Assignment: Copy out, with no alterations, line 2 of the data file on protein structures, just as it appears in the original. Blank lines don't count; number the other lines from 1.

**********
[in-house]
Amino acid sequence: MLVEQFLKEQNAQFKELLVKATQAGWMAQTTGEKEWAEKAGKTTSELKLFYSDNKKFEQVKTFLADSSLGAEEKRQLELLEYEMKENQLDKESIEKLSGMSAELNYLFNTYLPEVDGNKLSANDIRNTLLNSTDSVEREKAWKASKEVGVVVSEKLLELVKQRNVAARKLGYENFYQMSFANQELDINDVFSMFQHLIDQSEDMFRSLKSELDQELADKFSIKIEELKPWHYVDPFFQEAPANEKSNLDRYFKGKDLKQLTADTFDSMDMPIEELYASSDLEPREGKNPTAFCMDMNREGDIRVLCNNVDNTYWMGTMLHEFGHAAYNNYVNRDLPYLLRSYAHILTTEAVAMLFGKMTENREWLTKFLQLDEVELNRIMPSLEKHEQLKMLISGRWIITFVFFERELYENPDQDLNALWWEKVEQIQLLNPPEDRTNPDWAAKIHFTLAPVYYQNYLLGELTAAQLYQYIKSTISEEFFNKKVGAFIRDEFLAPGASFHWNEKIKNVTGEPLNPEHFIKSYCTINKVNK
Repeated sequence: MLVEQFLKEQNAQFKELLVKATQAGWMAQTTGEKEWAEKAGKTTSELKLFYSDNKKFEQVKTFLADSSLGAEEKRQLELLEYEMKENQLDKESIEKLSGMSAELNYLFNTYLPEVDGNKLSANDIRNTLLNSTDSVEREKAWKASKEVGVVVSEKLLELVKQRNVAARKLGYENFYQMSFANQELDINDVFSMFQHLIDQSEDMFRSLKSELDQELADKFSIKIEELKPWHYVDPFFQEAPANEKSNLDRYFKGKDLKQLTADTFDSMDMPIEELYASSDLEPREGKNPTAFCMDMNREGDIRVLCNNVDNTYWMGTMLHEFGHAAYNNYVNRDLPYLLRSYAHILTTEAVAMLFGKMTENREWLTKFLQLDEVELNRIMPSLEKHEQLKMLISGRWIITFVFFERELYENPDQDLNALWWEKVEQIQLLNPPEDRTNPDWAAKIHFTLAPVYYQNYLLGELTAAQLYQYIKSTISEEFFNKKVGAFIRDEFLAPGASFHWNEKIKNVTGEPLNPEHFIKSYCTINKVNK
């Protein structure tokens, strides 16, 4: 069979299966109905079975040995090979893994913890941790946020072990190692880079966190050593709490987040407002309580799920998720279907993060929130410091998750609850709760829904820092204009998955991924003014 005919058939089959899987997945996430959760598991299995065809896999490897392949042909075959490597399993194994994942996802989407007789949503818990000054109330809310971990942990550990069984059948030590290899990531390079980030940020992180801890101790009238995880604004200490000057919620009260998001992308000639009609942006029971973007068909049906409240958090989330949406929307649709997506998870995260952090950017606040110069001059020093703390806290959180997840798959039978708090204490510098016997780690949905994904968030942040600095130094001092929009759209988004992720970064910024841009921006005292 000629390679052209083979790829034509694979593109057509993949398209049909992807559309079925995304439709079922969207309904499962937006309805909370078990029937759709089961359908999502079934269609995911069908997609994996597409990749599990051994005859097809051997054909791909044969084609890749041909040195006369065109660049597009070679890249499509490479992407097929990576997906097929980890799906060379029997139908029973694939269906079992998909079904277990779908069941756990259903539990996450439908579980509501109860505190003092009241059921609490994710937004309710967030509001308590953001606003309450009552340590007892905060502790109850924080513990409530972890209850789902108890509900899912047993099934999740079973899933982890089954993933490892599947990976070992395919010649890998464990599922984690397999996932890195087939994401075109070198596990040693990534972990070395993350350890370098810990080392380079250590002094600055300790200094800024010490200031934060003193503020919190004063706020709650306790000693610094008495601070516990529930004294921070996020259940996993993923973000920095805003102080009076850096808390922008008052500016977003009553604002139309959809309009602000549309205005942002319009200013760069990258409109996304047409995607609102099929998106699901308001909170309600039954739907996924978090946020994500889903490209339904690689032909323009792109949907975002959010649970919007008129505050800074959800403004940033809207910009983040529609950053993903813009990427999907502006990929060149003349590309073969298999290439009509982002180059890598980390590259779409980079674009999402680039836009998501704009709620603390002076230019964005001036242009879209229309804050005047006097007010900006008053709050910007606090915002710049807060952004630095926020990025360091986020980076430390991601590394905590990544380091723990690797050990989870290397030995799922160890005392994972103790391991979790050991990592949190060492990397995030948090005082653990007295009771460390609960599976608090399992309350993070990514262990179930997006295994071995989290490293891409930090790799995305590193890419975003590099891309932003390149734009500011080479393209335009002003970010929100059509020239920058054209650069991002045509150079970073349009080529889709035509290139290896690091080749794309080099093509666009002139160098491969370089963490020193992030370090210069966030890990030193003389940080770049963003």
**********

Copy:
Amino acid sequence: MLVEQFLKEQNAQFKELLVKATQAGWMAQTTGEKEWAEKAGKTTSELKLFYSDNKKFEQVKTFLADSSLGAEEKRQLELLEYEMKENQLDKESIEKLSGMSAELNYLFNTYLPEVDGNKLSANDIRNTLLNSTDSVEREKAWKASKEVGVVVSEKLLELVKQRNVAARKLGYENFYQMSFANQELDINDVFSMFQHLIDQSEDMFRSLKSELDQELADKFSIKIEELKPWHYVDPFFQEAPANEKSNLDRYFKGKDLKQLTADTFDSMDMPIEELYASSDLEPREGKNPTAFCMDMNREGDIRVLCNNVDNTYWMGTMLHEFGHAAYNNYVNRDLPYLLRSYAHILTTEAVAMLFGKMTENREWLTKFLQLDEVELNRIMPSLEKHEQLKMLISGRWIITFVFFERELYENPDQDLNALWWEKVEQIQLLNPPEDRTNPDWAAKIHFTLAPVYYQNYLLGELTAAQLYQYIKSTISEEFFNKKVGAFIRDEFLAPGASFHWNEKIKNVTGEPLNPEHFIKSYCTINKVNK